Journal of Bodywork and Movement Therapies (2009) 13, 53–62

27 aprile 2007

By Antonio Stecco, Veronica Macchi, Carla Stecco, Andrea Porzionato, Julie Ann Dayd, Vincent Delmase, Raffaele De Caro.


Fifteen unembalmed cadavers were dissected in order to study the‘‘anatomical continuity’’ between the various muscles involved in the movement offlexion of the upper limb. This study demonstrated the existence of specificmyofascial expansions, with a nearly constant pattern, which originate from theflexor muscles and extend to the overlying fascia. The clavicular part of thepectoralis major sends a myofascial expansion, with a mean length of 3.6 cm, tothe anterior region of the brachial fascia, and the costal part sends one to themedial region of the brachial fascia (mean length: 6.8 cm). The biceps brachiipresents two expansions: the lacertus fibrosus, oriented medially, with a meanheight of 4.7 cm and a base of 1.9 cm, and a second, less evident, longitudinalexpansion (mean length: 4.5 cm, mean width: 0.7 cm). Lastly, the palmaris longussends an expansion to the fascia overlying the thenar muscles (mean length: 1.6 cm,mean width: 0.5 cm).During flexion, as these muscles contract, the anterior portion of the brachial andantebrachial fascia is subject to tension. As the fascia is rich in proprioceptive nerveendings, it is hypothesized that this tension activates a specific pattern of receptors,contributing to perception of motor direction. If the muscular fascia is in a nonphysiologicalstate, these mechanisms are altered, and the proprioceptors in thefascia may be incorrectly activated, thus giving rise to many types of extra-articularpain.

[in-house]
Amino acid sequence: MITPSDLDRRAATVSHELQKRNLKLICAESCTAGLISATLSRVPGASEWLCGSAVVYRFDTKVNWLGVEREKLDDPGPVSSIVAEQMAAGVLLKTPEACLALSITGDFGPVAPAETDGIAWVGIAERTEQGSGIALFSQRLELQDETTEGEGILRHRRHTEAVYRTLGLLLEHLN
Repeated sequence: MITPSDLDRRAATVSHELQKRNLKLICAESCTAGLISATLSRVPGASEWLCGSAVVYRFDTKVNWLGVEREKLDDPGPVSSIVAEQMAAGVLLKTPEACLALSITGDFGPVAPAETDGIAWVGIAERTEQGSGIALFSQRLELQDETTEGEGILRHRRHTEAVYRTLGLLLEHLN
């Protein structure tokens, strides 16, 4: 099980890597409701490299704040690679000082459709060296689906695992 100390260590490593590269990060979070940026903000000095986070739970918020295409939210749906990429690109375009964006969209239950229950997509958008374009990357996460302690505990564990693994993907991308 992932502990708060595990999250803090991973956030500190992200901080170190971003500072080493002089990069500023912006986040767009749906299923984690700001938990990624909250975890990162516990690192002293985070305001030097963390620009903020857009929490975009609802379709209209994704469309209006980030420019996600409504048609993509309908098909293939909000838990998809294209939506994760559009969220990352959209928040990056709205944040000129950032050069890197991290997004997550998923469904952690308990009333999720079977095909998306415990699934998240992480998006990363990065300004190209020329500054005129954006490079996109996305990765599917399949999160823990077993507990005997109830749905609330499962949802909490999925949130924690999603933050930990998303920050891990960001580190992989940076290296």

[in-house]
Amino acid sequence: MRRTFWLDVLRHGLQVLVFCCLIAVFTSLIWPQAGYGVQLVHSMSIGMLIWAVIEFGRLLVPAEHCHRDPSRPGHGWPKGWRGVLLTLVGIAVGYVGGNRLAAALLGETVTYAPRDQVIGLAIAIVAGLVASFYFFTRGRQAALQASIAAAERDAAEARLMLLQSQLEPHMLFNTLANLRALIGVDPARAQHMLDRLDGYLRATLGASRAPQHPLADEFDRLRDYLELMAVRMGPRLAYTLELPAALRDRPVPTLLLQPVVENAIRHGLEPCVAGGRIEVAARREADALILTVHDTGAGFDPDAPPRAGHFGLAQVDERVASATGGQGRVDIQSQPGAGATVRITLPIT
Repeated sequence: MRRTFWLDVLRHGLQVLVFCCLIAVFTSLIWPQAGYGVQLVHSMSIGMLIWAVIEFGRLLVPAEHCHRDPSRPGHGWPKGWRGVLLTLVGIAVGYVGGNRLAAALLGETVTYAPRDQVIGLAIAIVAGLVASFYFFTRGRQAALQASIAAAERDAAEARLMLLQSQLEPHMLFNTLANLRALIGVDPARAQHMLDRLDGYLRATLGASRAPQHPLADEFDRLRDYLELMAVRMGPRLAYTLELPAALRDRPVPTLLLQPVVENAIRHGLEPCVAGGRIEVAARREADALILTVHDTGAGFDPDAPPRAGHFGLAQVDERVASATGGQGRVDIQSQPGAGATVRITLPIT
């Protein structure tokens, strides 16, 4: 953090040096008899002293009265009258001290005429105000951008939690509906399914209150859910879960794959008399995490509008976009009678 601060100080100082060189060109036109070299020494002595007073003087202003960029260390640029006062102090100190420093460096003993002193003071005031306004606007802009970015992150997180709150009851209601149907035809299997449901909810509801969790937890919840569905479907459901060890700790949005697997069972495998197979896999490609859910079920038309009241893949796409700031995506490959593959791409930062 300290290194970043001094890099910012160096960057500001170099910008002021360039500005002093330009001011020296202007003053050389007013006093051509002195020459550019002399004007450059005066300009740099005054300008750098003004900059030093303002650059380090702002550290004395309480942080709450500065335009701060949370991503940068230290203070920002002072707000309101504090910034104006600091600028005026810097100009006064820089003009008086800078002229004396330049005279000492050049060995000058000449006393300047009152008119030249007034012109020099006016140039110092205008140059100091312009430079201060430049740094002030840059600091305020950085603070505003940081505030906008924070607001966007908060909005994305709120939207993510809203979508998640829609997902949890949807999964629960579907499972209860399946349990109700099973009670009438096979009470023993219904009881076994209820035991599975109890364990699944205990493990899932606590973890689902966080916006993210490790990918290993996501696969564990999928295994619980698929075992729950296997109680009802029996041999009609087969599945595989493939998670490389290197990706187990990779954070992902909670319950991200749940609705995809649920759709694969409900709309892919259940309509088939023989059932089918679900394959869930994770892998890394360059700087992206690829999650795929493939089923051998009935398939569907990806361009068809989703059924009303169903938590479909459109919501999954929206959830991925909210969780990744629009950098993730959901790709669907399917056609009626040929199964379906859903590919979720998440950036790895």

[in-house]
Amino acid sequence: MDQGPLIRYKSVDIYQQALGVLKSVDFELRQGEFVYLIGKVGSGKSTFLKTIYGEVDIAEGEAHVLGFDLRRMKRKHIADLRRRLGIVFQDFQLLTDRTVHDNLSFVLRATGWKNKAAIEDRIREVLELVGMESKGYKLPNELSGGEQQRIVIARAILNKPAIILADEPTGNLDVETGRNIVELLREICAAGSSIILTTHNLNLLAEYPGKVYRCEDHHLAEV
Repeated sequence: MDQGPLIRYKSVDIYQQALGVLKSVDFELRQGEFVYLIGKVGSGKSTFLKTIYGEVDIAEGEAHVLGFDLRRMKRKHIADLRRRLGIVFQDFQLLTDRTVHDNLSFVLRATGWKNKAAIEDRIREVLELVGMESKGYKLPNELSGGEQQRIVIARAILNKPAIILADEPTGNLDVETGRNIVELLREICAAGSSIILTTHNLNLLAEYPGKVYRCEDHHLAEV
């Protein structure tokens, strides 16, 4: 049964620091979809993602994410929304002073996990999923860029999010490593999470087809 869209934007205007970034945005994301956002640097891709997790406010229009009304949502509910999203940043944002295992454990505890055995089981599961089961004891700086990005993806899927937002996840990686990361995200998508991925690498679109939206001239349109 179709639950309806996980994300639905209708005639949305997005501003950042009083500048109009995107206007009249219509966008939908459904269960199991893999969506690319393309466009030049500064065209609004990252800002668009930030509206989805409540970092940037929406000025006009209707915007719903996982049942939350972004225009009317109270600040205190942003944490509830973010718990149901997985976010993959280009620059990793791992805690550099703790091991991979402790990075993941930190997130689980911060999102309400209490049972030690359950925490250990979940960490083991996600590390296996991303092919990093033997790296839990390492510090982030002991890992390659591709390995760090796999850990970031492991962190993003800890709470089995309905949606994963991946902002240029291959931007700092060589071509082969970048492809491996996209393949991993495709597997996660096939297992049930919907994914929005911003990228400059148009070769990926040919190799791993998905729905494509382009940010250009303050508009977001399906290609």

Full text at this link. doi:10.1016/j.jbmt.2007.04.009

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